dusty baker toothpick

Dusty Baker isn’t looking to add youngsters to the mix


The Reds are getting a .216/.311/.371 line from their left fielders and a .231/.282/.265 line from their shortstops, but manager Dusty Baker doesn’t think it makes sense to bring up Yonder Alonso, Todd Frazier or Zack Cozart at the moment.

“We chose this team for a reason,” Baker told the Cincinnati Enquirer’s John Fay.  “That’s a very good Triple-A team down there. Whatever you do, it’s something with the guys who are here. You don’t pull the plug on those guys right now. It’s too early for that.”

Two months in doesn’t necessarily seem too early, especially with the Reds struggling lately and playing .500 ball overall.  Alonso is hitting .324/.381/.519 while playing mostly left field for Louisville.  Frazier, who was up for one day last month, is hitting .280/.362/.514.  He’s played mostly third base, but he’s started 12 games in left field when Alonso has played first base.  Cozart is batting .294/.336/.446 as the everyday shortstop.

Meanwhile, the Reds’ left fielders rank 13th among the NL’s 16 teams in OPS, while the team’s shortstops are dead last.

I’m not going to slam Baker here.  None of those Triple-A players are sure things, and if the Reds do decide to make a change in left field, they might well be better off just giving the job to Chris Heisey.  Cozart is a better hitter than Paul Janish, and there’s a good argument for giving him Edgar Renteria’s roster spot.  However, I wouldn’t count on him posting a .700 OPS in the majors and Janish is a terrific defender.

Since they play in the NL Central, the Reds can hold out for now.  Maybe they will consider changes in a couple of weeks if no one steps up in the left field mix and if Janish continues to slump.

Photo of the Day: Colby Rasmus just wants to love on everybody

Colby Rasmus

Colby Rasmus hit a big home run last night to set off the scoring and to set the tone for the Astros.

After the game he spoke to Jeff Passan of Yahoo and voiced some nice perspective and maturity as well, acknowledging that his time and St. Louis and Toronto left him with a reputation that he’d rather not have follow him around forever, saying “I don’t want them to say Colby Rasmus was a piece of crap because he had all of this time and just wanted to be a douche. I just try to love on everybody.”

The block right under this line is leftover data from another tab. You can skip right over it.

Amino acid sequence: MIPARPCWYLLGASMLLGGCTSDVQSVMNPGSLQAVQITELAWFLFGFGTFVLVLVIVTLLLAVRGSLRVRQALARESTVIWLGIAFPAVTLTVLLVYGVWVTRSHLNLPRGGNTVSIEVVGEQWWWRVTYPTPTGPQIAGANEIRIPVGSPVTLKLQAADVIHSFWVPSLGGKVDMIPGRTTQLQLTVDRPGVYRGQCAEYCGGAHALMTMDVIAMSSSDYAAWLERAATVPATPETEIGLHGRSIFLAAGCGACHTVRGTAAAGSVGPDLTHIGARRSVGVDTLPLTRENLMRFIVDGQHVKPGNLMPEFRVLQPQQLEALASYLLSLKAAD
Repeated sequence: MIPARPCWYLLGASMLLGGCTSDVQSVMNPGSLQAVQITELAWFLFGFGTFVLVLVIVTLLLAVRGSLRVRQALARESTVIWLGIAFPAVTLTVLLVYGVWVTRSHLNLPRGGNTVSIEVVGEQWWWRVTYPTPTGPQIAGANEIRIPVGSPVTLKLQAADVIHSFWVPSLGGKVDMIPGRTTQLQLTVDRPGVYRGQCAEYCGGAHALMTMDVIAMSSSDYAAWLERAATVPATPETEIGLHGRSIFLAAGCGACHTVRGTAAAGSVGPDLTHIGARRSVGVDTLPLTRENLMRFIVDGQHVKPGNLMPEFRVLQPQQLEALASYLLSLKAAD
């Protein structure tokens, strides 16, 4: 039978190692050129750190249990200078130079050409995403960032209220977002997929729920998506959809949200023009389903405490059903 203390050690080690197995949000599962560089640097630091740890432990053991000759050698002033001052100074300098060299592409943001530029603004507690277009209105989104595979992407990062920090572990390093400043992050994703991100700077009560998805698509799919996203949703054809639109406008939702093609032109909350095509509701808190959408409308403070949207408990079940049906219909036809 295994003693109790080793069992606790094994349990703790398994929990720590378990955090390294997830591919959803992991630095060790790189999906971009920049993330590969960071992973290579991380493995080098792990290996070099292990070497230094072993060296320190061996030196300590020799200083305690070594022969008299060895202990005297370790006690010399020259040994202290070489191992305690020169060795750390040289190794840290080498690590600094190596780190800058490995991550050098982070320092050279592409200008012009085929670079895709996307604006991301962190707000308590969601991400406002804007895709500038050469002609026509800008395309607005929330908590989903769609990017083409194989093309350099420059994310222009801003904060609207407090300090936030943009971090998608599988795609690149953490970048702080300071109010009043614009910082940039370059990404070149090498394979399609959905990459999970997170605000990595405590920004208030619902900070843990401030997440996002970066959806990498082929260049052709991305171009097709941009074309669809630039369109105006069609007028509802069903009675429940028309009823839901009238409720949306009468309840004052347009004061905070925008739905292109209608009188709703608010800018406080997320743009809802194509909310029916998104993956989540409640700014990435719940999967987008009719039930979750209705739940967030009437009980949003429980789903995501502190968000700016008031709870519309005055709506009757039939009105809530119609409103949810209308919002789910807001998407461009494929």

Fair. By the way, this is what Rasmus looked like either just before or just after telling reporters that he “just tries to love on everybody.”


Ready for some lovin’?

There’s no one to blame in Yankees’ loss

Joe Girardi

You’re going to boo All-Star Brett Gardner for striking out against a Cy Young contender?

You’re going to bash Alex Rodriguez for going hitless in another postseason game, three years after his last one?

Maybe you’d prefer to put it all on Masahiro Tanaka for giving up two solo homers to a lineup full of 20-homer guys?

The truth is that the Yankees were supposed to lose tonight. They were facing an outstanding left-hander with their forever-lefty-heavy lineup, and they simply didn’t have anyone pitching like an ace to set themselves up nicely for a one-game, winner-take-all showdown. The 3-0 result… well, that’s how this was supposed to go down.

It didn’t necessarily mean it would; what fun would it be if the better team always won? And the Astros might not even be a better team than the Yankees. However, the Astros with Dallas Keuchel on the mound were certainly a better team than the Yankees with whoever they picked to throw.

I just don’t see where it’s worth putting any blame tonight. Joe Girardi? He could have started John Ryan Murphy over Brian McCann against the tough lefty, but he wasn’t willing to risk Tanaka losing his comfort zone by using a backup catcher.

The front office could have added more talent, perhaps outbidding the Blue Jays for David Price or the Royals for Johnny Cueto, and set themselves up better for the postseason. However, that would have cost them Luis Severino and/or Greg Bird, both of whom went on to play key roles as the Yankees secured the wild card. Would it really have been worth it? I don’t think so.

Tanaka gave the Yankees what they should have expected. Had Keuchel’s stuff been a little off on short rest, Tanaka’s performance would have kept the Yankees in the game.

Keuchel, though, was on his game from the first pitch. The Astros bullpen might have been a bit more vulnerable, and late at-bats from Gardner, Carlos Beltran, Rodriguez and McCann definitely left something to be desired. Still, on the whole, the lack of offense was quite a team effort.

The Yankees got beat by a better team tonight.  I’m not sure the Astros would have been better in Games 2-7 in a longer series, but they had everything in their favor in this one.